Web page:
hmm.. this sounds fimillar, did you get the idea from this? i don't know of anyone doing this except i think java3d does for its internal representation but as you may or may not know java3d is more general graphics api than a graphics engine for a game.

Quote:
 Original post by silvermacealso, im having a little trouble trying to figure out where to draw the line in terms of where to stop with scene-node granulity.eg. do i want this:Root | +---- Player: ISceneNode | +--- Gun: ISceneNode | | | +--- Mesh: ISceneNode | | | +--- MuzzleFlash: ISceneNode | | | +--- Mesh: ISceneNode | +--- Model: ISceneNode | +--- Mesh: ISceneNode

just a slight change:

class hierarchy:
     Bounds        |   BoundingSphere <- - +                       |                       | //<------ Aggregation, has-a (this gives a sort of BVH)    SceneNode - - - - +      | |  ^         | |  |         | |  | //<---- Association, associates with self (parent pointer)             | +--+         |       +---- Group //<----- all groups are composites (they are containers of scene nodes and are scene nodes at the same time)      |       |      |       +---- Switch      |       |      |       +---- Transform      |       |      |       +---- LOD      |      +----- leaf              |              +---- Geo //<-- not alway the case but most commonly doneitalics are abstract typesbolds are concrete types.

The above is typically known as a composite design pattern, well an instance of a composite pattern that is.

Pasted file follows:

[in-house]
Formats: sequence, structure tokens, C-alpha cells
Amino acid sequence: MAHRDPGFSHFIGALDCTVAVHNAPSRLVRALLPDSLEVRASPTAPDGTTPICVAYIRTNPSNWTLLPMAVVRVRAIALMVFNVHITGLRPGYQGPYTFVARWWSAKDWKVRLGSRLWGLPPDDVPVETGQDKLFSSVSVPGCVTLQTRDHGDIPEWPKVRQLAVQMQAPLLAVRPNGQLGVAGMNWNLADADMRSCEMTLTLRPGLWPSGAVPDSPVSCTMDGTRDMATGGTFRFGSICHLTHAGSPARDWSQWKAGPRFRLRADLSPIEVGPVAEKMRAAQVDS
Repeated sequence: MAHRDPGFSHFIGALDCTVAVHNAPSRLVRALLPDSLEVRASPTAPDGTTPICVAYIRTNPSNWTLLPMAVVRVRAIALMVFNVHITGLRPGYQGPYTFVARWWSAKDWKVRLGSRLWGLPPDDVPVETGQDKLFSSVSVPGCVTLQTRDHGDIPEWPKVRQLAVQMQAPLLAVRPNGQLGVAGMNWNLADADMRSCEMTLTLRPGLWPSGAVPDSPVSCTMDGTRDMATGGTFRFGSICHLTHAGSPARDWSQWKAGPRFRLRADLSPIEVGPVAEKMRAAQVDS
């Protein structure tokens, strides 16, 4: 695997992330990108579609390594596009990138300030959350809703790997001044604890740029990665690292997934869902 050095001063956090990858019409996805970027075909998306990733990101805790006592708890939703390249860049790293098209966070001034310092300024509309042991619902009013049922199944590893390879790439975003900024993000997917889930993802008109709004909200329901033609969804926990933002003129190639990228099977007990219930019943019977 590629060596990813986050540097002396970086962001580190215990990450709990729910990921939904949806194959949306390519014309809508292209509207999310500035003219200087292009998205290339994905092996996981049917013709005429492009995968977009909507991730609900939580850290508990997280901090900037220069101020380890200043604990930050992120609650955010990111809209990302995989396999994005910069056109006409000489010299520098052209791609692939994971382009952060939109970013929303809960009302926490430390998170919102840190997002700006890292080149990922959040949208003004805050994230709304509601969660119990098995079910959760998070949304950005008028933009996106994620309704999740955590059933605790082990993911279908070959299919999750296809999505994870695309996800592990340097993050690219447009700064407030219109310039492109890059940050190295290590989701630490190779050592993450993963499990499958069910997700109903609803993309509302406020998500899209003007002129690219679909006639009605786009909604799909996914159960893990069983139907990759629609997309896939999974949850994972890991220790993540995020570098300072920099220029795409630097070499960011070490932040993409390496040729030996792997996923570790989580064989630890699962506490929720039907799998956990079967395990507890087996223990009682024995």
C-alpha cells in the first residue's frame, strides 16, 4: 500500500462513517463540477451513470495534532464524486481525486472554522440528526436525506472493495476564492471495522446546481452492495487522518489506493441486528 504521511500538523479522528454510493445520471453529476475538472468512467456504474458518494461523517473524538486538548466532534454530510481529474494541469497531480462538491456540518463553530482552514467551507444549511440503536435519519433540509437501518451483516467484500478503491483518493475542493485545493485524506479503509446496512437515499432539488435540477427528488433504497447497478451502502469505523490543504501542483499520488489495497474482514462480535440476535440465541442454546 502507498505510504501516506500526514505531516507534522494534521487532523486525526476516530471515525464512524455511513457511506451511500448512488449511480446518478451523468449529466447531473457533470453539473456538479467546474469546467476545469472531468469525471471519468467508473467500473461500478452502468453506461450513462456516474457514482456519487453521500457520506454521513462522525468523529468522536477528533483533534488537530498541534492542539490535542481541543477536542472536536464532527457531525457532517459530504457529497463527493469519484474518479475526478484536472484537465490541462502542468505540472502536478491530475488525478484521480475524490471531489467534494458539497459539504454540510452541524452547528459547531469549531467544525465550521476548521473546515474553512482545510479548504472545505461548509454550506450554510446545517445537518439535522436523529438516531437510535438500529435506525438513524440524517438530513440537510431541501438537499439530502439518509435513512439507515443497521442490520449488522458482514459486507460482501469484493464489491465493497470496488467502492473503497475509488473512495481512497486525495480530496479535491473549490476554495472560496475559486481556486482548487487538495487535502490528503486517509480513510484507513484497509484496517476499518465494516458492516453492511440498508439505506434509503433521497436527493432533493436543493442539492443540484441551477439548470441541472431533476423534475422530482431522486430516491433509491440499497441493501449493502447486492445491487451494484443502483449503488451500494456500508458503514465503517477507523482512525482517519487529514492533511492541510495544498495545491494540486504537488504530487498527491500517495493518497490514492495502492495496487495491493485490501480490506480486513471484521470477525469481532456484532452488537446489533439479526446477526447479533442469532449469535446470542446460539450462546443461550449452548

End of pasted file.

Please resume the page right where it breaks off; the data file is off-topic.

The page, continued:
Player: Group node (Group is-a ISceneNode)   |   +--- Gun: Group   |     |   |     +--- Mesh: Leaf node (Leaf is-a ISceneNode)   |     |   |     +--- MuzzleFlash: Group   |                |   |                +--- Mesh:  Leaf   |   +--- Model: Group         |         +--- Mesh: Leaf

Quote:
 Original post by silvermacedo i want the Meshs to be members of the Player entity, rather than actual Scene Nodes? e.g.

I'm not sure what you mean, but if i understood correctly, then you can do either where the latter is most commonly done.

[Edited by - snk_kid on November 8, 2004 3:53:46 AM]

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Quote:
Original post by snk_kid
Quote:
 Original post by silvermacewhat i am used to doing is when a render function is calledi add the scene node's mesh data, vertbuffers etc. and all its info, such as materialID(shader), transform matrix etc etc to what i like to call a Render-Graph (RG), then once the RG is formed i do a one-time scene flush where the actual low-level rendering commands are called. the advantage of this is it seperates the scene-graph from the rendering and it also alows for a well sorted RG (node insertion into the RG is sorted, this sorting is controled by zbuffer state and shader/texture id)is this a good idea??? something inside me _really_ wants to do this, but will it be too slow?

hmm.. this sounds fimillar, did you get the idea from this? i don't know of anyone doing this except i think java3d does for its internal representation but as you may or may not know java3d is more general graphics api than a graphics engine for a game.

It isn't an uncommon idea, sounds similar to something I eventually crapped out after trying some other stuff in the game I'm writing.